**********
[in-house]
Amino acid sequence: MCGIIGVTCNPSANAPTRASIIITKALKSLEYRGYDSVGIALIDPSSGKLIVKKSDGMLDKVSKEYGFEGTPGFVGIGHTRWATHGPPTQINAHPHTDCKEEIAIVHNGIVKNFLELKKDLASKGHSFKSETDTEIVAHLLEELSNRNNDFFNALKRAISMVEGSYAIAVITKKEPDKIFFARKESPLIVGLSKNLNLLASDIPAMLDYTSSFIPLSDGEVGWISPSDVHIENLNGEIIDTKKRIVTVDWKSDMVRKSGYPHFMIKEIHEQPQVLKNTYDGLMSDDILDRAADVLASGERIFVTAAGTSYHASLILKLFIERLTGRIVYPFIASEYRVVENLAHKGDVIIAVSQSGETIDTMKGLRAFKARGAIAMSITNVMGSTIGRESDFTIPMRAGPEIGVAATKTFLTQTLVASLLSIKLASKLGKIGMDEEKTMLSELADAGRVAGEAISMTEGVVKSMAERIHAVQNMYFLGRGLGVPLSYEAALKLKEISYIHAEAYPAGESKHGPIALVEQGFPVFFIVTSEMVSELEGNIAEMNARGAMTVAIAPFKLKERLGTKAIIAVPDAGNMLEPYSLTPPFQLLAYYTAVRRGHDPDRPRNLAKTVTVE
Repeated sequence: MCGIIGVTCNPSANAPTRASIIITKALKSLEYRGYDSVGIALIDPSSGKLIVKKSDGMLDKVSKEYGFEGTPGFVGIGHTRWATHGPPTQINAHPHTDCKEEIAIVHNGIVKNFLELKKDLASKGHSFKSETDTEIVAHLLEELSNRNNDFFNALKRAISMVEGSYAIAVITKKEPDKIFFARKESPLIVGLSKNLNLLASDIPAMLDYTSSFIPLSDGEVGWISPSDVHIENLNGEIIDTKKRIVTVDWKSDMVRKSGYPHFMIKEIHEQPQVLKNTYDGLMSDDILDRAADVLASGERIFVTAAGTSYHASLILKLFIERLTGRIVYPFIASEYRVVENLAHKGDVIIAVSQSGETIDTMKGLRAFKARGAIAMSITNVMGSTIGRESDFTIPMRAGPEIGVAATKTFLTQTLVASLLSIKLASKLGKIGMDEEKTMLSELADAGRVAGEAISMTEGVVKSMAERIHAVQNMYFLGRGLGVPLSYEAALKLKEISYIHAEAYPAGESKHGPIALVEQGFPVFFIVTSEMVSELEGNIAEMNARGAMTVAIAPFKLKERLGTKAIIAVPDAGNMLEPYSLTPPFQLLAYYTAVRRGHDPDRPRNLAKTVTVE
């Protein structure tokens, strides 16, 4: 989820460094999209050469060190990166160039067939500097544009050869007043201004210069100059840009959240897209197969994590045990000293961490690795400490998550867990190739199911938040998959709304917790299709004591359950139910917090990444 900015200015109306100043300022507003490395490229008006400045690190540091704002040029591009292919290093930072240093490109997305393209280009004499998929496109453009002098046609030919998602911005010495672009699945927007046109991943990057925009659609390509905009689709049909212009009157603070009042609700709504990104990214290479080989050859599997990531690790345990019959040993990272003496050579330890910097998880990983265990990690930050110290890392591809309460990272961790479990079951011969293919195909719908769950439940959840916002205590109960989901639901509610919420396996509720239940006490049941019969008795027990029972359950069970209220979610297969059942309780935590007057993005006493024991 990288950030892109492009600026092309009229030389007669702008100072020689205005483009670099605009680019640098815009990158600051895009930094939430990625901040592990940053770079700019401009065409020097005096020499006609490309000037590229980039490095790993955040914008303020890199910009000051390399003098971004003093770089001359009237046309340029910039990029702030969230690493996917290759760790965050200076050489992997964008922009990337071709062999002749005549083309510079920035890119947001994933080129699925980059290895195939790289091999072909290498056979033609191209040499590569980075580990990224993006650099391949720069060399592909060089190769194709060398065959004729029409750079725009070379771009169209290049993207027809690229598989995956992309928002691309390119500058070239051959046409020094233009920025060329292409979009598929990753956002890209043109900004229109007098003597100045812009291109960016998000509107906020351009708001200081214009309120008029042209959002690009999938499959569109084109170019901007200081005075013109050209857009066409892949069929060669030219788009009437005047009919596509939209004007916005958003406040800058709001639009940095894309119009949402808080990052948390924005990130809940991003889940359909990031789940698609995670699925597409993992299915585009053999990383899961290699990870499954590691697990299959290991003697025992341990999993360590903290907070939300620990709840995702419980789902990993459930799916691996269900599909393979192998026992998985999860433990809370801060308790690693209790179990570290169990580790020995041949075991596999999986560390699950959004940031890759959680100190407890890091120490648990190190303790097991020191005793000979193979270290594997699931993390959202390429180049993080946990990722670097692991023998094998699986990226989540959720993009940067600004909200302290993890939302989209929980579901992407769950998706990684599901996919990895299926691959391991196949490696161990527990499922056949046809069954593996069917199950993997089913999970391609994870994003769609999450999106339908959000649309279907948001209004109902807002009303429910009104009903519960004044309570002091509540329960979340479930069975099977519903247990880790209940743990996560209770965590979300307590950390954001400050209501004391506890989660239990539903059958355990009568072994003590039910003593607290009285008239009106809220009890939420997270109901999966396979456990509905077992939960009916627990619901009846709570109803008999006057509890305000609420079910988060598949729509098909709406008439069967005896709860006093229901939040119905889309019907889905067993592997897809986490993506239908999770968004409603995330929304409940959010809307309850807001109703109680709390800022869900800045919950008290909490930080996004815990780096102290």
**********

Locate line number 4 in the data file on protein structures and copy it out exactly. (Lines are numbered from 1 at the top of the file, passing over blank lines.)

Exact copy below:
């Protein structure tokens, strides 16, 4: 989820460094999209050469060190990166160039067939500097544009050869007043201004210069100059840009959240897209197969994590045990000293961490690795400490998550867990190739199911938040998959709304917790299709004591359950139910917090990444 900015200015109306100043300022507003490395490229008006400045690190540091704002040029591009292919290093930072240093490109997305393209280009004499998929496109453009002098046609030919998602911005010495672009699945927007046109991943990057925009659609390509905009689709049909212009009157603070009042609700709504990104990214290479080989050859599997990531690790345990019959040993990272003496050579330890910097998880990983265990990690930050110290890392591809309460990272961790479990079951011969293919195909719908769950439940959840916002205590109960989901639901509610919420396996509720239940006490049941019969008795027990029972359950069970209220979610297969059942309780935590007057993005006493024991 990288950030892109492009600026092309009229030389007669702008100072020689205005483009670099605009680019640098815009990158600051895009930094939430990625901040592990940053770079700019401009065409020097005096020499006609490309000037590229980039490095790993955040914008303020890199910009000051390399003098971004003093770089001359009237046309340029910039990029702030969230690493996917290759760790965050200076050489992997964008922009990337071709062999002749005549083309510079920035890119947001994933080129699925980059290895195939790289091999072909290498056979033609191209040499590569980075580990990224993006650099391949720069060399592909060089190769194709060398065959004729029409750079725009070379771009169209290049993207027809690229598989995956992309928002691309390119500058070239051959046409020094233009920025060329292409979009598929990753956002890209043109900004229109007098003597100045812009291109960016998000509107906020351009708001200081214009309120008029042209959002690009999938499959569109084109170019901007200081005075013109050209857009066409892949069929060669030219788009009437005047009919596509939209004007916005958003406040800058709001639009940095894309119009949402808080990052948390924005990130809940991003889940359909990031789940698609995670699925597409993992299915585009053999990383899961290699990870499954590691697990299959290991003697025992341990999993360590903290907070939300620990709840995702419980789902990993459930799916691996269900599909393979192998026992998985999860433990809370801060308790690693209790179990570290169990580790020995041949075991596999999986560390699950959004940031890759959680100190407890890091120490648990190190303790097991020191005793000979193979270290594997699931993390959202390429180049993080946990990722670097692991023998094998699986990226989540959720993009940067600004909200302290993890939302989209929980579901992407769950998706990684599901996919990895299926691959391991196949490696161990527990499922056949046809069954593996069917199950993997089913999970391609994870994003769609999450999106339908959000649309279907948001209004109902807002009303429910009104009903519960004044309570002091509540329960979340479930069975099977519903247990880790209940743990996560209770965590979300307590950390954001400050209501004391506890989660239990539903059958355990009568072994003590039910003593607290009285008239009106809220009890939420997270109901999966396979456990509905077992939960009916627990619901009846709570109803008999006057509890305000609420079910988060598949729509098909709406008439069967005896709860006093229901939040119905889309019907889905067993592997897809986490993506239908999770968004409603995330929304409940959010809307309850807001109703109680709390800022869900800045919950008290909490930080996004815990780096102290």